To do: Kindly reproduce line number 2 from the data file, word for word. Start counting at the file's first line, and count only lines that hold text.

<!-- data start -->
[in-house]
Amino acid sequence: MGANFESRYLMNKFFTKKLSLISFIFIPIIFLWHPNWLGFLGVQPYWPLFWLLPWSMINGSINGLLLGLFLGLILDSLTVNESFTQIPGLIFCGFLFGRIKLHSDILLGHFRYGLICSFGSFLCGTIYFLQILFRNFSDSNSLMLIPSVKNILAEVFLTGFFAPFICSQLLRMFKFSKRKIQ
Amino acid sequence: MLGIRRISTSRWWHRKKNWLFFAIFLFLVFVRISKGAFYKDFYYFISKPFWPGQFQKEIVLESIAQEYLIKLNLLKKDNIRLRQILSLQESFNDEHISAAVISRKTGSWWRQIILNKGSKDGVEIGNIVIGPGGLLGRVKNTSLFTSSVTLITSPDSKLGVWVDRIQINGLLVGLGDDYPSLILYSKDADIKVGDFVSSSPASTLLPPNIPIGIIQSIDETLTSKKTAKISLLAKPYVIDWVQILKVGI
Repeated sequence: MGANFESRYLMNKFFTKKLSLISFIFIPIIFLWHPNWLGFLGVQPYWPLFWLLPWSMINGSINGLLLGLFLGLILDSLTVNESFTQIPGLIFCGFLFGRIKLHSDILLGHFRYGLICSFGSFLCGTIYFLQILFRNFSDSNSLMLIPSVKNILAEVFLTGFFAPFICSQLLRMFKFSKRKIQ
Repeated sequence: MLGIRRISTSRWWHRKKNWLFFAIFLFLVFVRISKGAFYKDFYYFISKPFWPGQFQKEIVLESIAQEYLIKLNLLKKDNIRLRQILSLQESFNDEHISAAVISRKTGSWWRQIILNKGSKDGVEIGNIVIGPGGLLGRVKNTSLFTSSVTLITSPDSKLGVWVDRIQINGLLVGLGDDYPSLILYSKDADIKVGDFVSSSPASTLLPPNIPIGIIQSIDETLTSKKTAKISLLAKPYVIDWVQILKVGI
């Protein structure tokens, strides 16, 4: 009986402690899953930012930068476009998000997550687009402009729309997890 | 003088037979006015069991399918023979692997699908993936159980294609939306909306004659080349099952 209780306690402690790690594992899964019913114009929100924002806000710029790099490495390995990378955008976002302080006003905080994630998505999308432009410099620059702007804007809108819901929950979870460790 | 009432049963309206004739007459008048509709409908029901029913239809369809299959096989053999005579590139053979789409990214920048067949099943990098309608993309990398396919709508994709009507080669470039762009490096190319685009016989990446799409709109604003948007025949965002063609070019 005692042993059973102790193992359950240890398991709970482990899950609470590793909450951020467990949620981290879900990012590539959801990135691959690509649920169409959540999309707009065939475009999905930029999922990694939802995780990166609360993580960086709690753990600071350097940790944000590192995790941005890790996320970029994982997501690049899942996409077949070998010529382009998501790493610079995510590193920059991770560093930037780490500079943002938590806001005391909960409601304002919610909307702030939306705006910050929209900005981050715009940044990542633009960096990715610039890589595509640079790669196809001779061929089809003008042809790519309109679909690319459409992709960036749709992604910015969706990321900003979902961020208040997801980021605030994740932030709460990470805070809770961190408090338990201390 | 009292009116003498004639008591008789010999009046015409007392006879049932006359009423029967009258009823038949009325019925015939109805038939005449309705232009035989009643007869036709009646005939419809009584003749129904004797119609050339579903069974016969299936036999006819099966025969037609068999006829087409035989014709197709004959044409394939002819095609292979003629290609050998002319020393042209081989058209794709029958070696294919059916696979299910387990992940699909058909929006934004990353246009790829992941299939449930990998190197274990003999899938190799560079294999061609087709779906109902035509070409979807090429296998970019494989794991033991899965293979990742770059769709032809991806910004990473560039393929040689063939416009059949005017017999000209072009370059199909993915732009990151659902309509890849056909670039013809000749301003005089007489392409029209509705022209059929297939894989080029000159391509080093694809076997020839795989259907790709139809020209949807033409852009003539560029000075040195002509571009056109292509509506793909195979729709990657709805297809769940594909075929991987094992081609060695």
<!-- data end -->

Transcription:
Amino acid sequence: MGANFESRYLMNKFFTKKLSLISFIFIPIIFLWHPNWLGFLGVQPYWPLFWLLPWSMINGSINGLLLGLFLGLILDSLTVNESFTQIPGLIFCGFLFGRIKLHSDILLGHFRYGLICSFGSFLCGTIYFLQILFRNFSDSNSLMLIPSVKNILAEVFLTGFFAPFICSQLLRMFKFSKRKIQ